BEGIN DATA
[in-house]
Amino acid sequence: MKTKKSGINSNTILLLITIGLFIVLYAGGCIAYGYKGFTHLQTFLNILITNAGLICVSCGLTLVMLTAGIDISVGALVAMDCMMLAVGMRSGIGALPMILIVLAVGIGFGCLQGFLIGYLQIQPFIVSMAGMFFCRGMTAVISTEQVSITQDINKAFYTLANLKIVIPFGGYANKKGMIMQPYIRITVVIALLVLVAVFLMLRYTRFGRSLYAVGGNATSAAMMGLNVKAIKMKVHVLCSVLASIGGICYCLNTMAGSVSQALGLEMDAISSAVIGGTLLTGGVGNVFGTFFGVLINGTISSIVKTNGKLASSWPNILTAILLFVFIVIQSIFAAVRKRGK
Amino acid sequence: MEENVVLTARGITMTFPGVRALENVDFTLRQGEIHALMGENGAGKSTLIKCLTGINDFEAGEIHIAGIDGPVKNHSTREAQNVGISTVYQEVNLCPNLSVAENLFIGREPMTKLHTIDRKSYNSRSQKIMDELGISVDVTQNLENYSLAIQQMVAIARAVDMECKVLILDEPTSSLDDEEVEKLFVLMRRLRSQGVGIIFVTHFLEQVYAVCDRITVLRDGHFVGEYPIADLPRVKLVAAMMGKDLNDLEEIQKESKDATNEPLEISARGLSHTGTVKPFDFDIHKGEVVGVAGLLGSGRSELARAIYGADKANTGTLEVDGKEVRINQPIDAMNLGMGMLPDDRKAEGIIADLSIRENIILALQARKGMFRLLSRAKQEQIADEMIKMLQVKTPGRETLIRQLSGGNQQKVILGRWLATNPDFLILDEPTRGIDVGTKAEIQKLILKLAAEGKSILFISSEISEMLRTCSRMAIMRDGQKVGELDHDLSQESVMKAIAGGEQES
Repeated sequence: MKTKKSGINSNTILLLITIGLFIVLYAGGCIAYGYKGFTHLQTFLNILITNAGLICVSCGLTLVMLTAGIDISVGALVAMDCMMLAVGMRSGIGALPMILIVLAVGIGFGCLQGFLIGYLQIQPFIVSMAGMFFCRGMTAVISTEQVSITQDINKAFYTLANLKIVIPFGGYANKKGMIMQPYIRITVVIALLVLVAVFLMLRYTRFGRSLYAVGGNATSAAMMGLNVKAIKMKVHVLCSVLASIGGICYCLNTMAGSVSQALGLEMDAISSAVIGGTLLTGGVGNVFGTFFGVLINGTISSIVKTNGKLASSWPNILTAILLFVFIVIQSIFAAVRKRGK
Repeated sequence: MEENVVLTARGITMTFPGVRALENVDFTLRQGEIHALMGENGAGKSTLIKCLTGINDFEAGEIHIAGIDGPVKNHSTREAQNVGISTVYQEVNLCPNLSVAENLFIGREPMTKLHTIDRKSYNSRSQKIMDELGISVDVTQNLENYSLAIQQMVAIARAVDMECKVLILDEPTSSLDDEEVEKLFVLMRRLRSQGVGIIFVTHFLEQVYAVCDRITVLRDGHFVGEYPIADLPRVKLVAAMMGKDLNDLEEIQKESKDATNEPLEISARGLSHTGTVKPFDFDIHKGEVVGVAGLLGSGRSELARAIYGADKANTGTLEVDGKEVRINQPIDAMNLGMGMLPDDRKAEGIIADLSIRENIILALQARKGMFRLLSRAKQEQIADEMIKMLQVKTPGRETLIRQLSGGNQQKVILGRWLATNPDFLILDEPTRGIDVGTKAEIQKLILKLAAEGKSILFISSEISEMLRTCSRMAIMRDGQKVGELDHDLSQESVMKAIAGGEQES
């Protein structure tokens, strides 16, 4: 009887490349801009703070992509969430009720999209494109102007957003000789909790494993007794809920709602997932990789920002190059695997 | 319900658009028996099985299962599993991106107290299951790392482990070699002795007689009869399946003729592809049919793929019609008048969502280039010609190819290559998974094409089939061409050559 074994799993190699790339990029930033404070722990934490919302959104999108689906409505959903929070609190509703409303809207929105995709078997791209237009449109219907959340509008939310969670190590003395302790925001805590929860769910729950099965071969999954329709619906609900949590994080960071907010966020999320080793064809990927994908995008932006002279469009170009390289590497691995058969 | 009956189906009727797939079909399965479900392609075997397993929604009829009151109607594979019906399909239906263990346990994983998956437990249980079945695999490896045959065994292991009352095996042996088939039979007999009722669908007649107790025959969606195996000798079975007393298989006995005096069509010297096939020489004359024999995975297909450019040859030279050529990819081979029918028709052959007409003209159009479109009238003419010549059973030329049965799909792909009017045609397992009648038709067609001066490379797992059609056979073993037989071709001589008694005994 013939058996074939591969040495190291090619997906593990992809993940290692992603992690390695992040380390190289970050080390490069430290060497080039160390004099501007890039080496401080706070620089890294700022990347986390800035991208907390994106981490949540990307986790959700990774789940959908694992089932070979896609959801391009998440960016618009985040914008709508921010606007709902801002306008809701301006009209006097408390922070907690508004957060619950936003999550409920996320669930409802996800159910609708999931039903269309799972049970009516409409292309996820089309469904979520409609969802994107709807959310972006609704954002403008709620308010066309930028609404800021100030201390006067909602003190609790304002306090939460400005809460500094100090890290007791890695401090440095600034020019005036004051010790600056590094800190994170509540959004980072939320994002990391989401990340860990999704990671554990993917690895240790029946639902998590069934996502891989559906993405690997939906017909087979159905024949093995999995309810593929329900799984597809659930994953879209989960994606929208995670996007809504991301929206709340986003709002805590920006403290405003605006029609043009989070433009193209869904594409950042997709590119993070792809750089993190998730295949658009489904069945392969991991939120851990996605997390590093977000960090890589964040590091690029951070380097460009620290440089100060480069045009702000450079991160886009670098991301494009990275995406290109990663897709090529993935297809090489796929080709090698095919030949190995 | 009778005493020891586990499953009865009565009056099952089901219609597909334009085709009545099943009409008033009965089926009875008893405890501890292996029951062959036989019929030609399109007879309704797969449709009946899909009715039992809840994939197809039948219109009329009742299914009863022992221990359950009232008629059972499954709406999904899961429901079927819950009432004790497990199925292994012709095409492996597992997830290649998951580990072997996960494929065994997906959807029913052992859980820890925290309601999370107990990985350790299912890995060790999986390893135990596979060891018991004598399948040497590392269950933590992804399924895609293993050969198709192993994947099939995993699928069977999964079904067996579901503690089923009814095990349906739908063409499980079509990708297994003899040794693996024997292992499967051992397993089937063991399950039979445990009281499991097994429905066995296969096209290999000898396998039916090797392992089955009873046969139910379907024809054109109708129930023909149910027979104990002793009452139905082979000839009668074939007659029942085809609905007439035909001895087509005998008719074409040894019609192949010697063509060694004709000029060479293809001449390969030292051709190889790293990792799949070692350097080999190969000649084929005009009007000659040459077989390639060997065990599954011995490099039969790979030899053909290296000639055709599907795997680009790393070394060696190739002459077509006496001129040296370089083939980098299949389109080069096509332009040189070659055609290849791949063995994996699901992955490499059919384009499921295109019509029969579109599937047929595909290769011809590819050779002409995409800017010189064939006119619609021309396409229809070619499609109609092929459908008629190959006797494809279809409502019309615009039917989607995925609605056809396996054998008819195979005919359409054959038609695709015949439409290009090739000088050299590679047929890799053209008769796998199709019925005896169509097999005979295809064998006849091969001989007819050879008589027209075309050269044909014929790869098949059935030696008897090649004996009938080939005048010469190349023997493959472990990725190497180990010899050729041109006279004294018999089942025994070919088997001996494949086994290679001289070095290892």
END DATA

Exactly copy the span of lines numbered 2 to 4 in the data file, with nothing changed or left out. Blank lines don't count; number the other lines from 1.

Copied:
Amino acid sequence: MKTKKSGINSNTILLLITIGLFIVLYAGGCIAYGYKGFTHLQTFLNILITNAGLICVSCGLTLVMLTAGIDISVGALVAMDCMMLAVGMRSGIGALPMILIVLAVGIGFGCLQGFLIGYLQIQPFIVSMAGMFFCRGMTAVISTEQVSITQDINKAFYTLANLKIVIPFGGYANKKGMIMQPYIRITVVIALLVLVAVFLMLRYTRFGRSLYAVGGNATSAAMMGLNVKAIKMKVHVLCSVLASIGGICYCLNTMAGSVSQALGLEMDAISSAVIGGTLLTGGVGNVFGTFFGVLINGTISSIVKTNGKLASSWPNILTAILLFVFIVIQSIFAAVRKRGK
Amino acid sequence: MEENVVLTARGITMTFPGVRALENVDFTLRQGEIHALMGENGAGKSTLIKCLTGINDFEAGEIHIAGIDGPVKNHSTREAQNVGISTVYQEVNLCPNLSVAENLFIGREPMTKLHTIDRKSYNSRSQKIMDELGISVDVTQNLENYSLAIQQMVAIARAVDMECKVLILDEPTSSLDDEEVEKLFVLMRRLRSQGVGIIFVTHFLEQVYAVCDRITVLRDGHFVGEYPIADLPRVKLVAAMMGKDLNDLEEIQKESKDATNEPLEISARGLSHTGTVKPFDFDIHKGEVVGVAGLLGSGRSELARAIYGADKANTGTLEVDGKEVRINQPIDAMNLGMGMLPDDRKAEGIIADLSIRENIILALQARKGMFRLLSRAKQEQIADEMIKMLQVKTPGRETLIRQLSGGNQQKVILGRWLATNPDFLILDEPTRGIDVGTKAEIQKLILKLAAEGKSILFISSEISEMLRTCSRMAIMRDGQKVGELDHDLSQESVMKAIAGGEQES
Repeated sequence: MKTKKSGINSNTILLLITIGLFIVLYAGGCIAYGYKGFTHLQTFLNILITNAGLICVSCGLTLVMLTAGIDISVGALVAMDCMMLAVGMRSGIGALPMILIVLAVGIGFGCLQGFLIGYLQIQPFIVSMAGMFFCRGMTAVISTEQVSITQDINKAFYTLANLKIVIPFGGYANKKGMIMQPYIRITVVIALLVLVAVFLMLRYTRFGRSLYAVGGNATSAAMMGLNVKAIKMKVHVLCSVLASIGGICYCLNTMAGSVSQALGLEMDAISSAVIGGTLLTGGVGNVFGTFFGVLINGTISSIVKTNGKLASSWPNILTAILLFVFIVIQSIFAAVRKRGK